Ed Monahan Retires as Kentucky Public Advocate
Ed Monahan, Ketucky Public Advocate (retired)
Ed has always been there. I was a 3L at the University of Kentucky in the fall of 1976, being a “visiting student” from Washington University School of Law. I had decided to be a poverty lawyer while in VISTA in Minnesota several years before, and was looking forward to finding a legal services job. I had clerked for John Rosenberg in Prestonsburg, Kentucky the previous summer, and knew that was to be my course. But I was disappointed to learn that Lexington, where I lived and would remain due to my ex-wife’s being in med school at UK, had no legal services offices for me. Fortuitously, I found another outlet for my interest in poverty law.
I found instead that twenty-five miles away was the Office of Public Defender (now the Department of Public Advocacy), and I applied to be a law clerk there. I was assigned several briefs by Ed Monahan, who had started at OPD a year before. From that moment on, Ed was a constant in my forty-one years in the public defense community.
It is impossible to summarize in a blog all that Ed Monahan has accomplished as a public defender in Kentucky. For purposes of brevity, I can close my eyes and envision him in five different roles.
Ed led the effort to block the death penalty in Kentucky. I can close my eyes and can see in the winter of 1977 Ed in front of a small band of appellate lawyers in the small OPD office on Leawood Drive. A few days before, Kentucky had passed the death penalty statute in a special session following Gregg v. Georgia. Ed convened the small group of appellate attorneys who called themselves the Death Penalty Task Force and got to work on the issue. This group of attorneys under Ed’s leadership began to flesh out the new Kentucky statute. We developed a system of identifying the capital cases in the state and reached out to assist local assigned counsel attorneys then handling them. Within 2 years, Ed planned a training event at Shakertown, Kentucky, with Millard Farmer, Courtney Mullins, and others, who taught the new Kentucky capital lawyers about team defense. Those trainings continued every two to three years as long as Ed was the training director. Within another year, Ed edited the first of several Death Penalty Manuals, a long journal of the beginning interpretations of the death penalty regime in Kentucky. In the 1990’s, he worked with Father Pat Delahanty along with Sen. Gerald Neal and passed the first Racial Justice Act in the United States. After he became Kentucky Public Advocate, he worked to support the work of the ABA Assessment Team that found numerous flaws with Kentucky’s death penalty. Most recently, he co-edited a cutting-edge book entitled Tell the Clients’ Story that puts in one place the most recent thoughts on how to present mitigation in capital cases. Ed has had a profound impact on the Kentucky death penalty, and is a major reason we have had but 1 involuntary execution in this state since Gregg. That is a remarkable achievement for a Southern state that has featured strong support for the death penalty.
Ed is a remarkable litigator. I can close my eyes and recall spending the night on a couch at DPA in the old prison behind the Transportation building working on our brief in Eugene Gall, one of the first persons to receive a death penalty verdict at the trial level. We were two young lawyers, and didn’t really understand the meaning of “brief.” We would lose the Gall case in the Kentucky Supreme Court, and failed to have a cert petition granted. I then recall spending the night at his place above his dad’s corner grocery store as we litigated the Gall state post-conviction in Boone Circuit Court. We litigated vigorously over several days and many coneys with chili (a Cincinnati favorite), but lost again at all three levels. It would be 22 years after we first began that we finally prevailed in the 6th Circuit, enabling Eugene to spend the rest of his life in an Ohio prison. This was one of three death penalty cases in which Ed was successful at getting a death penalty verdict reversed. Another important case in which Ed was successful was Commonwealth v. Binion, which established that an indigent had a right to an independent expert in an insanity case in Kentucky. These are just a few examples of Ed’s influence as a litigator.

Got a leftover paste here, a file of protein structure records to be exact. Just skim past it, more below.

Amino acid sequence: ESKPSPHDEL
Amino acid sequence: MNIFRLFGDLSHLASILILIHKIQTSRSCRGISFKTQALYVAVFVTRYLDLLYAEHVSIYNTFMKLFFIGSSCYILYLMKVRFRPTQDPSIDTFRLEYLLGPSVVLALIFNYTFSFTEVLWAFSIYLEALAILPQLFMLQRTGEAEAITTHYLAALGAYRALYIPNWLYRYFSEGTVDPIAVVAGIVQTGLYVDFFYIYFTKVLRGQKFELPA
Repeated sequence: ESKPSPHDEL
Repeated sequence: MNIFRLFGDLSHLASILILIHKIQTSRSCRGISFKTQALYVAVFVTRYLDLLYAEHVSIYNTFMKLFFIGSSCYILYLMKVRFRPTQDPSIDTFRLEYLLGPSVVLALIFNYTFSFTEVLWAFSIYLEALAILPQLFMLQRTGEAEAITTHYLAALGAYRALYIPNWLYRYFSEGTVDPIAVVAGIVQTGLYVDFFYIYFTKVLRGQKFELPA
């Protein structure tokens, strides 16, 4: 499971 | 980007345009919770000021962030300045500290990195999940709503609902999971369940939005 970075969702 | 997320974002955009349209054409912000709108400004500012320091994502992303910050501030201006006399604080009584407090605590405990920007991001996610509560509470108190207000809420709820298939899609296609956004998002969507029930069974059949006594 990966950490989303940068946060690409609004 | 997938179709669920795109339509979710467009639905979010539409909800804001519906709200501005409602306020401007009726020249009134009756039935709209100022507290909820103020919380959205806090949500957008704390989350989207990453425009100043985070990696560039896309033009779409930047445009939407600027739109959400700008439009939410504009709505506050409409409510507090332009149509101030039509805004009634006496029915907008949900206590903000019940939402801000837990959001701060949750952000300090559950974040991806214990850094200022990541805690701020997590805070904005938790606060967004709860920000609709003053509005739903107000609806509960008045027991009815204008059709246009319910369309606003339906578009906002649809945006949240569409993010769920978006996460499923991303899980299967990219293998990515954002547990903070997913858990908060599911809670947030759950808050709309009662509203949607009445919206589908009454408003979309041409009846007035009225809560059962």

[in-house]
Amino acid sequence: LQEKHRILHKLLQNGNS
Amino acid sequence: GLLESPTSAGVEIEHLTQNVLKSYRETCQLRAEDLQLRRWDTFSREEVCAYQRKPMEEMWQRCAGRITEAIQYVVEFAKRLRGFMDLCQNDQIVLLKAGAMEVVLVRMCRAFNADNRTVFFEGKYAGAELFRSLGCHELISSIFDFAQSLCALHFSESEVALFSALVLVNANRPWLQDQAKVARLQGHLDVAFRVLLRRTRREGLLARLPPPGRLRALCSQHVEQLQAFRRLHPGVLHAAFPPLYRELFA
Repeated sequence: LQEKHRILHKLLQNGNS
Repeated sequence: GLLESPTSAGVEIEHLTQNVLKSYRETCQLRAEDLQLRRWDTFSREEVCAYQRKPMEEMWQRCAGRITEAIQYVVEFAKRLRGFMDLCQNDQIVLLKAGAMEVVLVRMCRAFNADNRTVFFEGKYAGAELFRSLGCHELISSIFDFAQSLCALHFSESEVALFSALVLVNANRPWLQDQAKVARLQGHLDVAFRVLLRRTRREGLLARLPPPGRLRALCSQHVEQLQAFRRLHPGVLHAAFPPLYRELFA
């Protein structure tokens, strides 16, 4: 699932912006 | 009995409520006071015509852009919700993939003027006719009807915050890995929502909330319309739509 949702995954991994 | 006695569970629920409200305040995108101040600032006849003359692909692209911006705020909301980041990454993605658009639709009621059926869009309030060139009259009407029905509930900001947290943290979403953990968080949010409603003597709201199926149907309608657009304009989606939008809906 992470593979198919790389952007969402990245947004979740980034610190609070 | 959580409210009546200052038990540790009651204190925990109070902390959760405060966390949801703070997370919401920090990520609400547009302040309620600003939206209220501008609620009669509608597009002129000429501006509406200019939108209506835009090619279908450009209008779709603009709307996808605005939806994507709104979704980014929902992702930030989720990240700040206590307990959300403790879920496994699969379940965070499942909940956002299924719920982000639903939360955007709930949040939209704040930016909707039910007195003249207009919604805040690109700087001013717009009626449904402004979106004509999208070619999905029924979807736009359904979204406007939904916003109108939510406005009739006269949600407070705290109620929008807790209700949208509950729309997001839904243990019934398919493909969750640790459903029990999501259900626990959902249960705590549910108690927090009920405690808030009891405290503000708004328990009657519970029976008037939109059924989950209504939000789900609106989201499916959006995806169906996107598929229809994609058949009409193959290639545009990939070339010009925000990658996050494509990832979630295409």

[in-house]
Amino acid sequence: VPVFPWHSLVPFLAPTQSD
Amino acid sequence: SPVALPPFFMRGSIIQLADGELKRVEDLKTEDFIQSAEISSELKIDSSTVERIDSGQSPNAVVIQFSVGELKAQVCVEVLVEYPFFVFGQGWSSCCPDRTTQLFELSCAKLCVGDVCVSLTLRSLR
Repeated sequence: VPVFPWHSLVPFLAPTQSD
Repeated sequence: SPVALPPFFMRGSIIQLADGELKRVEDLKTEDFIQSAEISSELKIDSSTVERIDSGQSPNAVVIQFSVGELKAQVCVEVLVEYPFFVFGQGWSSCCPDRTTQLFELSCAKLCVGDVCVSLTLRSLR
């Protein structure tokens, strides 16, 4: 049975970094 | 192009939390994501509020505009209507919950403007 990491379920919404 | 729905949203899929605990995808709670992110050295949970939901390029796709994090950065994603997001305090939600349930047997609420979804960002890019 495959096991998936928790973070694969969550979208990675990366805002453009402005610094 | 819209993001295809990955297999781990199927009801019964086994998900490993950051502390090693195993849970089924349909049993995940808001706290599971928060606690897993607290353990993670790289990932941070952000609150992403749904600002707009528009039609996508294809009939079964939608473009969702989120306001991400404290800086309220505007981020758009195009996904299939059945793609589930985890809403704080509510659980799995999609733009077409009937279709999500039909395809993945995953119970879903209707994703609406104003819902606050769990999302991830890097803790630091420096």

Ed put Kentucky on the map among training programs in the public defender world. I can close my eyes and see Ed running our first Litigation Institute at EKU in Richmond. He had just come back from the National College of Criminal Defense (now NCDC) then held in Houston, Texas. He had been profoundly influenced by his experienced there, and wanted DPA to do the same thing for Kentucky’s public defenders. This began a run of annual trial practice institutes that is conducted every fall in Kentucky, which is now held at the Kentucky Leadership Center in Faubush, Kentucky. Every year he would attract trainers from around the country to come to the end of the road that is Faubush to expose our defenders to cutting-edge training. When I became Public Advocate, I often referred to Faubush as the “soul” of DPA, because every trial lawyer hired had to go through that training program. As Kentucky Training Director, he edited The Advocate for three decades and turned it into a first-class criminal justice journal. This journal went out to all public defenders as well as legislators and judges. When Ed became the Deputy Public Advocate in 1996, he recruited Jeff Sherr to work with him in the education program and to mentor him along the way. Soon, Jeff was the Kentucky Training Director, and together they made Kentucky DPA among the best training program in the nation among public defenders. He hasn’t stopped educating. Since NAPD began in January 2014, Ed has led the NAPD Education Committee.